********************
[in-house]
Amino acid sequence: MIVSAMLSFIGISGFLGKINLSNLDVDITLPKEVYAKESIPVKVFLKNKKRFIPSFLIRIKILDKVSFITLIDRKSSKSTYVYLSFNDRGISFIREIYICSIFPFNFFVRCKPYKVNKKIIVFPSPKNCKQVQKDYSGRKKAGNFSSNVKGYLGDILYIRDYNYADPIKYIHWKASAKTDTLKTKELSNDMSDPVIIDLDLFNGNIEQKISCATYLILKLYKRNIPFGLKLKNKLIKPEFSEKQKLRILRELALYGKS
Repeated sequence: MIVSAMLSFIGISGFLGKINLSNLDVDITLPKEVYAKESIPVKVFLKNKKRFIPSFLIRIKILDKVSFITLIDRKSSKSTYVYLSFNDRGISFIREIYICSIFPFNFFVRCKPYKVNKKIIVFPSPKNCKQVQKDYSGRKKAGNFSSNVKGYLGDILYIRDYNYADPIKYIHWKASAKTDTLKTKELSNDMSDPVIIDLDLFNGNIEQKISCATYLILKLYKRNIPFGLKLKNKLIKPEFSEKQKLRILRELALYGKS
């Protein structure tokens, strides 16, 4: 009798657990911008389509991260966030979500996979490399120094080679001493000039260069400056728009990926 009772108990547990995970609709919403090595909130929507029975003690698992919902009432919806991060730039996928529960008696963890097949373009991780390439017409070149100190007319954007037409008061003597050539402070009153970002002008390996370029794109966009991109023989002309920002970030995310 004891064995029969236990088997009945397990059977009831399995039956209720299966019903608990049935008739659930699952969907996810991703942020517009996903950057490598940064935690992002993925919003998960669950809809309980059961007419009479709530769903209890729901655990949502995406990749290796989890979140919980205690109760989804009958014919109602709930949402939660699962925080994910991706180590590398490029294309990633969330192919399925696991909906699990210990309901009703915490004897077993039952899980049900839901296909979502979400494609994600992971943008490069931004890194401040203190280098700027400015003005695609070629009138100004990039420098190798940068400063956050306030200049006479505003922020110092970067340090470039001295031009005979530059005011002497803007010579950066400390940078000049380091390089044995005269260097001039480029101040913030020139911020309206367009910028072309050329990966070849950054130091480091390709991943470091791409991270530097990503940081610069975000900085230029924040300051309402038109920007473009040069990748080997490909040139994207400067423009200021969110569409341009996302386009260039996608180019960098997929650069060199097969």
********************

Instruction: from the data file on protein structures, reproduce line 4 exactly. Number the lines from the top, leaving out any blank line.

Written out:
């Protein structure tokens, strides 16, 4: 009798657990911008389509991260966030979500996979490399120094080679001493000039260069400056728009990926 009772108990547990995970609709919403090595909130929507029975003690698992919902009432919806991060730039996928529960008696963890097949373009991780390439017409070149100190007319954007037409008061003597050539402070009153970002002008390996370029794109966009991109023989002309920002970030995310 004891064995029969236990088997009945397990059977009831399995039956209720299966019903608990049935008739659930699952969907996810991703942020517009996903950057490598940064935690992002993925919003998960669950809809309980059961007419009479709530769903209890729901655990949502995406990749290796989890979140919980205690109760989804009958014919109602709930949402939660699962925080994910991706180590590398490029294309990633969330192919399925696991909906699990210990309901009703915490004897077993039952899980049900839901296909979502979400494609994600992971943008490069931004890194401040203190280098700027400015003005695609070629009138100004990039420098190798940068400063956050306030200049006479505003922020110092970067340090470039001295031009005979530059005011002497803007010579950066400390940078000049380091390089044995005269260097001039480029101040913030020139911020309206367009910028072309050329990966070849950054130091480091390709991943470091791409991270530097990503940081610069975000900085230029924040300051309402038109920007473009040069990748080997490909040139994207400067423009200021969110569409341009996302386009260039996608180019960098997929650069060199097969």